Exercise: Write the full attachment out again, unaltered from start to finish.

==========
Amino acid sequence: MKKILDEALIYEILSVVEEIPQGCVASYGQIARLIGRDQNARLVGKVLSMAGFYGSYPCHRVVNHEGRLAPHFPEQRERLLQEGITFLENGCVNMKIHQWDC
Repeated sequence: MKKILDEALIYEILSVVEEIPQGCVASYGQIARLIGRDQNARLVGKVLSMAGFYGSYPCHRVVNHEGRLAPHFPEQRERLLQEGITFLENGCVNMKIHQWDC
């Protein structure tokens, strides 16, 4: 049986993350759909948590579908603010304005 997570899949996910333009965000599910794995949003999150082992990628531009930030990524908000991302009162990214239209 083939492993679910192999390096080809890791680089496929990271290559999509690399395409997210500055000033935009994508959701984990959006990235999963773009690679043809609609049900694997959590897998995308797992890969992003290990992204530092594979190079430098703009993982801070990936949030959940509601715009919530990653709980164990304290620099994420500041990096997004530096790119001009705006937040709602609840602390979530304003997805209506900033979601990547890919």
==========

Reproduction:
Amino acid sequence: MKKILDEALIYEILSVVEEIPQGCVASYGQIARLIGRDQNARLVGKVLSMAGFYGSYPCHRVVNHEGRLAPHFPEQRERLLQEGITFLENGCVNMKIHQWDC
Repeated sequence: MKKILDEALIYEILSVVEEIPQGCVASYGQIARLIGRDQNARLVGKVLSMAGFYGSYPCHRVVNHEGRLAPHFPEQRERLLQEGITFLENGCVNMKIHQWDC
């Protein structure tokens, strides 16, 4: 049986993350759909948590579908603010304005 997570899949996910333009965000599910794995949003999150082992990628531009930030990524908000991302009162990214239209 083939492993679910192999390096080809890791680089496929990271290559999509690399395409997210500055000033935009994508959701984990959006990235999963773009690679043809609609049900694997959590897998995308797992890969992003290990992204530092594979190079430098703009993982801070990936949030959940509601715009919530990653709980164990304290620099994420500041990096997004530096790119001009705006937040709602609840602390979530304003997805209506900033979601990547890919």